The Soapboxist: Born This Way?: Santorum, Sexuality, and Choice -
Maybe it should be, “born this way and because I love myself I’ve chosen to be me?” I don’t know, but perhaps we should shy away from the one line mantras when it comes to fighting for our rights.
Last November, GOP Presidential hopeful (and extremely Google-able) Rick Santorum had an interesting exchange with Kristina Lapinski, a lesbian filmmaker, after she asked if he supports a constitutional ban on same-sex marriage.
Lapinski: What would you do if I was your daughter?
Here’s a post from one of my new favorite social media bloggers/critiques. In the same vein of, “I’m not a racist but” and “I’m not a sexist but” the blog uses social media to confront the subtle nuances of discriminatory rhetoric in society by addressing the ways it shows up in online communities.
What do you think about it?
witharowapoa asked: Yo, WTF?!
Yo, you know what, at the end of the day I guess it’s hard to say for sure if this means the robot that writes Google results is racist, or is everyone who searches for stuff on Google is on average racist.
In dance training you govern and balance your physical, mental, and spiritual universe. You are presiding over a sometimes rebellious triumvirate. Self mastery is not an easy feat. Great dance training is producing smart thinking, deep feeling people. — Alonzo King
The CFC: Open Letter to our friends @awkwardblkgrl -
Every since Google Plus debuted this summer it seems that Facebook has been experiencing feelings of inadequacy—despite having the largest user base of any website—in order to restore confidence, perhaps Mark Zuckerberg’s more than the actual users, Facebook is now overcompensating by putting in a host of useless features which have clouded the interface and are just generally annoying to users. This has lead us to “smart-lists,” [which aren’t that smart seeing as how it created two groups for my work contacts at one company] another picture interface—someone changed the background from white to black as if it was needed [BLACK IS BEAUTIFUL!], and just for shits and giggles, the “news feed within a news feed”
I heard through the Silicon Valley grapevine—yes, the things that flow from that vine are as rich as any Napa Valley wine—that the day Google Plus debuted Facebook was in panic mode. Zuckerberg called for emergency meetings and all productivity stopped so that everyone could work on ways to compete with the new features Google Plus was bringing to social networking, especially Hangouts and the ability for video chat. However, somewhere within that conversation apparently the 7 year old company started having an identity crisis and, like a prepubescent teen in search of an identity, it started to confuse itself with it’s “competitors”.
*I’m loosely using competitors because I believe that people can, will, and do use more than one social network. All social networks are not created equally but that doesn’t mean that one inherently has more value than another—even though I’m partial to twitter. Twitter is great for entering a public conversation, Facebook was great for seeing what your network of acquaintances was doing, LinkedIn is the place to be professional, and Google Plus is… (I’m kind of still figuring that last one out. How about you get back to me in a week or so?)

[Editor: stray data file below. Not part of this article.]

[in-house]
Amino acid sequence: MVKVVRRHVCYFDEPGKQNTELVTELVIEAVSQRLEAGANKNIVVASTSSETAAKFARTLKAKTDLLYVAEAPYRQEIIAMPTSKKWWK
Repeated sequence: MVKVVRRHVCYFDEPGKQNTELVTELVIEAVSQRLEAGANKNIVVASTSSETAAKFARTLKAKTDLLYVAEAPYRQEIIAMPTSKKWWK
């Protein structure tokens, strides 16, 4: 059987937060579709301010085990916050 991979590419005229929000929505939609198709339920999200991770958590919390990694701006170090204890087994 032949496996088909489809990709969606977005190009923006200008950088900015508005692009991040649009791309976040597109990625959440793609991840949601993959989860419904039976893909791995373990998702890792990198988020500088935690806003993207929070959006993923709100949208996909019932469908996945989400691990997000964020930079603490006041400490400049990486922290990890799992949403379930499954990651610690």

The truth of the matter is that smart-lists are Facebook’s paternalistic way of improving upon the circles function in Google Plus, subscriptions are a sad excuse for the functionality of the follow request on twitter, and that news feed within a news feed is just overkill, the social network equivalent of the guy in the gym who’s obviously on steroids because has muscles on top of his muscles.
And that is, what I think, plaguing Facebook. Facebook has become the boyfriend that I used to love, and still do, but I’m slowly losing confidence in because he’s lost confidence in himself now that the new guy has moved in a few doors down. I tell him, “honey, I love you so much. Can we go out tonight?” But instead of him just taking me out, per usual, he decides he wants to go and spend some extra time at the gym instead and “bulk up,” forgetting that it was his individuality that drew me to him. I try and boost his ego by reassuring him of my attachment, but his focus on trying to be the men he thinks are going to “take” me away leads to a self-loathing which pushes me further away.
Facebook users ultimately lose in the equation because instead of Facebook being focused on user-experience it’s focused on competing with Google Plus. It’s fighting for users that were already committed to the network and largely satisfied with it’s performance. It’s taking large does of Viagra to correct problems of erectile dysfunction that aren’t actually there in hopes of improving satisfaction when I was already satisfied.
I have absolutely no intentions of moving over to Google Plus with it’s “real names” policy that stifles individuality and has allows the most irrational social interactions to take place—just last week I was tagged in a photo as a random guy who definitely didn’t look like me, he wasn’t even Black. Google Plus is good for group interactions, especially hangouts, which is why I may incorporate it as a way to connect with my larger audience more intimately, but I was much more comfortable using Facebook for interactions with my friends and acquaintances than I was doing that on Google Plus. I am still an avid-twitter fan, but all of my friends aren’t on that network and a majority of the individuals that follow me do so for my insights on tech and social theory, not because they’re my friend.
So the question then becomes, how will I interact with my friends online now? Email and video chatting are good but they won’t help me stay up to date in the way Facebook used to (I say used to because with the removal of the “top news feed” those most important to me are lost in the noise of everyone else.) I think I’m going to revert to the good old iPhone, so if you need me call me or text me—especially if I missed something on Facebook because, for now, I’m logging off.